It has been a busy time settling into my new position on the Society for Range Management (SRM) Board of Directors. These first few months as a new Director have given me a better appreciation of how active the Board of Directors is and how much the SRM, its leaders, staff, Advisory Council, Committees, and Sections do for its members and vice versa. Evidence of this dynamic exchange of ideas and information are the different ways in which the SRM reaches the public in general, and its members in particular, through SRM communications such as the “Capitol Update”, “RangeFlash”, and “Rangeland News”, as well as through social media posts. You will not only learn of the many things our peers are doing, but I guarantee you will find news and resources that you might have missed otherwise.
What activities have kept the Board of Directors busy since the Annual Meeting in Minneapolis? Engagement at the Section level, participation in different Committees, finances, increasing diversity and inclusion, rangeland advocacy, growing our membership, and outreach; just to mention a few. Add these to the impact of the SRM’s peer-reviewed journals “Rangeland Ecology and Management (REM)” and “Rangelands” and you get an idea of how the Society is influencing not only the way rangelands are managed, but also the way we inform rangeland management through rangeland science.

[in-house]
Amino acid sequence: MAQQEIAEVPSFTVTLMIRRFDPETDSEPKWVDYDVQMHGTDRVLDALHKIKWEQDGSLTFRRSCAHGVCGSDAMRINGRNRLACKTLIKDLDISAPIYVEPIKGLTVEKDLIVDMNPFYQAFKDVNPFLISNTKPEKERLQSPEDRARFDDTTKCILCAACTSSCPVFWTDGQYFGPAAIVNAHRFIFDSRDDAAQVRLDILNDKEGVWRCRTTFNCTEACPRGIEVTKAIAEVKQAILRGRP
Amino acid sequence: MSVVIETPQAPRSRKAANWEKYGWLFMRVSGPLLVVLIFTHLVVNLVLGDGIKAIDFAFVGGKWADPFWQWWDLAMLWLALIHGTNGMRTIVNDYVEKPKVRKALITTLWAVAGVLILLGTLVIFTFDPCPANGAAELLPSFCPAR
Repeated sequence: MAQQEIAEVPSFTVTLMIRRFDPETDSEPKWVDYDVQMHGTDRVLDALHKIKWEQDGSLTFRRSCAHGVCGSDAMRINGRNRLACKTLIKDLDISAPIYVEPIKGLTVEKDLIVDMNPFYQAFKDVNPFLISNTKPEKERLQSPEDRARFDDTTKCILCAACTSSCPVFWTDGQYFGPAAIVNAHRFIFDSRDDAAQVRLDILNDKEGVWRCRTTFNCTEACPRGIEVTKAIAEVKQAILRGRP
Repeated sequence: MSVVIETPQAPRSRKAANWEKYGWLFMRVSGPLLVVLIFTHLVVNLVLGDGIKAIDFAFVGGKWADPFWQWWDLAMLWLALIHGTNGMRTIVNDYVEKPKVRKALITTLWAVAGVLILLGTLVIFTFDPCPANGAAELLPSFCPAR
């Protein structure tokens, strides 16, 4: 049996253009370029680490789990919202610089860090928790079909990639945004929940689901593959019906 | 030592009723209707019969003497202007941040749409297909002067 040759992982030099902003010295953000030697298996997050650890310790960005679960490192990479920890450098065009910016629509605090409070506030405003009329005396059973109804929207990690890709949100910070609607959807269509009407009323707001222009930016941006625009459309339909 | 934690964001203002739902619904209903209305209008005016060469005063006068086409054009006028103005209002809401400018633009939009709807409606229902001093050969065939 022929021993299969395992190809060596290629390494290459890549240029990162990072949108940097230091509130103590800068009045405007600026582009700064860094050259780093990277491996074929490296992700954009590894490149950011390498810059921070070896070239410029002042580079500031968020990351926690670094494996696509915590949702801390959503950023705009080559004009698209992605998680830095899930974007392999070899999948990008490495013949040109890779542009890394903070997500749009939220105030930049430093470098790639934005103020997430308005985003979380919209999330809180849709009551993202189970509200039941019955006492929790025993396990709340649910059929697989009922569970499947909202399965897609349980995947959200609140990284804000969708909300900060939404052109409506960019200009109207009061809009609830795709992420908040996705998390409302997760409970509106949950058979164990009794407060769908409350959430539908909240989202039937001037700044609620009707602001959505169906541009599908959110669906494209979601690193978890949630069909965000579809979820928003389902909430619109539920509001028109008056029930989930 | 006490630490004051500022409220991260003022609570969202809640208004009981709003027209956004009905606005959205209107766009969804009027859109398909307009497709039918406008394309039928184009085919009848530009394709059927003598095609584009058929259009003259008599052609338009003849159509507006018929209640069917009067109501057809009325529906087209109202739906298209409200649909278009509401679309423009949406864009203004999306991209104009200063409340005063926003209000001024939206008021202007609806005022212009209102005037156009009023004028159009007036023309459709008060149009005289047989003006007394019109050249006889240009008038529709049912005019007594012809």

If you are not an active participant on a Committee, and/or in your Section, I highly encourage you to visit the SRM website to find a Committee or Section to engage in. There are so many great things happening, and even greater things that could be achieved with increased involvement of our members.
Personally, I have been keeping track of the recent dialogue that is taking place not only among the SRM community, but also across disciplines and fields, regarding the interaction between wild horses and burros and the rangelands that they live on. SRM Director Barry Perryman and SRM DC Coordinator and Vice-chair of the National Horse and Burro Rangeland Management Coalition Lia Biondo have provided science-based information and testimony to help create management guidelines that are humane and that ensure long-term sustainability of rangeland resources. The dialogue has reached a critical tipping point and a common ground where all parties can agree on a way forward seems within grasp. This is a good example of how, through active participation, SRM members may enhance the exchange of ideas and information; crucial components of the advancement of science and the implementation management strategies. I encourage you to stay informed and engaged in SRM and its activities.